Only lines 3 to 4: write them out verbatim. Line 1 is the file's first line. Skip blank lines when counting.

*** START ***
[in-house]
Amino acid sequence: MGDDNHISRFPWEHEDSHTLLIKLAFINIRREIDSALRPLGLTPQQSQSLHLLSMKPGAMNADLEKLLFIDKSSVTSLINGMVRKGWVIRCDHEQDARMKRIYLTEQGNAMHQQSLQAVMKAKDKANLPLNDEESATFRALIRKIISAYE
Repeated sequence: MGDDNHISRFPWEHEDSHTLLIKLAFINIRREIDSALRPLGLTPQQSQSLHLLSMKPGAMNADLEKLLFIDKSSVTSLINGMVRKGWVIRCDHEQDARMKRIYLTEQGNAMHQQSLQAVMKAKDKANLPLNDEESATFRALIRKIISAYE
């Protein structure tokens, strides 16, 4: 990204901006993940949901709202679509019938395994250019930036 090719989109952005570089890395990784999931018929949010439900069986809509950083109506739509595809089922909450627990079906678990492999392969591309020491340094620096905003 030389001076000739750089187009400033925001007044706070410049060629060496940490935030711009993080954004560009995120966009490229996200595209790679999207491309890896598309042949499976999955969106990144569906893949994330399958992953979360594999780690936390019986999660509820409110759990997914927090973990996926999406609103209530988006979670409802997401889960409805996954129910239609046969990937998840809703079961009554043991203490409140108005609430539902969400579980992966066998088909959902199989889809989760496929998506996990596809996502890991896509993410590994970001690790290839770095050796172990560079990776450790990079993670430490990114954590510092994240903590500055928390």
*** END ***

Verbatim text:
Repeated sequence: MGDDNHISRFPWEHEDSHTLLIKLAFINIRREIDSALRPLGLTPQQSQSLHLLSMKPGAMNADLEKLLFIDKSSVTSLINGMVRKGWVIRCDHEQDARMKRIYLTEQGNAMHQQSLQAVMKAKDKANLPLNDEESATFRALIRKIISAYE
């Protein structure tokens, strides 16, 4: 990204901006993940949901709202679509019938395994250019930036 090719989109952005570089890395990784999931018929949010439900069986809509950083109506739509595809089922909450627990079906678990492999392969591309020491340094620096905003 030389001076000739750089187009400033925001007044706070410049060629060496940490935030711009993080954004560009995120966009490229996200595209790679999207491309890896598309042949499976999955969106990144569906893949994330399958992953979360594999780690936390019986999660509820409110759990997914927090973990996926999406609103209530988006979670409802997401889960409805996954129910239609046969990937998840809703079961009554043991203490409140108005609430539902969400579980992966066998088909959902199989889809989760496929998506996990596809996502890991896509993410590994970001690790290839770095050796172990560079990776450790990079993670430490990114954590510092994240903590500055928390």